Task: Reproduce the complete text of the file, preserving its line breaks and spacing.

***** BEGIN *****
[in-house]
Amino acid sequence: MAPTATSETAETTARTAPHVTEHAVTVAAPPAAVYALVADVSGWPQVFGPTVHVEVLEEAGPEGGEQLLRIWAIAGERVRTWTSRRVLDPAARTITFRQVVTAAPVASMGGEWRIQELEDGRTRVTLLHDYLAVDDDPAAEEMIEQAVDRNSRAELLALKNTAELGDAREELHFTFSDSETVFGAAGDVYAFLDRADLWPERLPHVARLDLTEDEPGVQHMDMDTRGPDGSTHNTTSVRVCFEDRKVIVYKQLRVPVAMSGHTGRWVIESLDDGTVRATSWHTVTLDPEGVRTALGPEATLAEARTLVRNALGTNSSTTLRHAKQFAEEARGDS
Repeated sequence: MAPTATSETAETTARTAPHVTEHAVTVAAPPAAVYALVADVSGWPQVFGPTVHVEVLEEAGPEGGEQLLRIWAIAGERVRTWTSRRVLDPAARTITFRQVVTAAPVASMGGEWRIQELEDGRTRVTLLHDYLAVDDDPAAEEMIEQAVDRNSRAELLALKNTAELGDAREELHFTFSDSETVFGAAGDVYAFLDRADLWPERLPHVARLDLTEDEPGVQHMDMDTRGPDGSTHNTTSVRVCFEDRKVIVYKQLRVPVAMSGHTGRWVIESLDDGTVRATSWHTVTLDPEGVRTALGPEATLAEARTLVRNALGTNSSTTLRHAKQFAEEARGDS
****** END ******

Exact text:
[in-house]
Amino acid sequence: MAPTATSETAETTARTAPHVTEHAVTVAAPPAAVYALVADVSGWPQVFGPTVHVEVLEEAGPEGGEQLLRIWAIAGERVRTWTSRRVLDPAARTITFRQVVTAAPVASMGGEWRIQELEDGRTRVTLLHDYLAVDDDPAAEEMIEQAVDRNSRAELLALKNTAELGDAREELHFTFSDSETVFGAAGDVYAFLDRADLWPERLPHVARLDLTEDEPGVQHMDMDTRGPDGSTHNTTSVRVCFEDRKVIVYKQLRVPVAMSGHTGRWVIESLDDGTVRATSWHTVTLDPEGVRTALGPEATLAEARTLVRNALGTNSSTTLRHAKQFAEEARGDS
Repeated sequence: MAPTATSETAETTARTAPHVTEHAVTVAAPPAAVYALVADVSGWPQVFGPTVHVEVLEEAGPEGGEQLLRIWAIAGERVRTWTSRRVLDPAARTITFRQVVTAAPVASMGGEWRIQELEDGRTRVTLLHDYLAVDDDPAAEEMIEQAVDRNSRAELLALKNTAELGDAREELHFTFSDSETVFGAAGDVYAFLDRADLWPERLPHVARLDLTEDEPGVQHMDMDTRGPDGSTHNTTSVRVCFEDRKVIVYKQLRVPVAMSGHTGRWVIESLDDGTVRATSWHTVTLDPEGVRTALGPEATLAEARTLVRNALGTNSSTTLRHAKQFAEEARGDS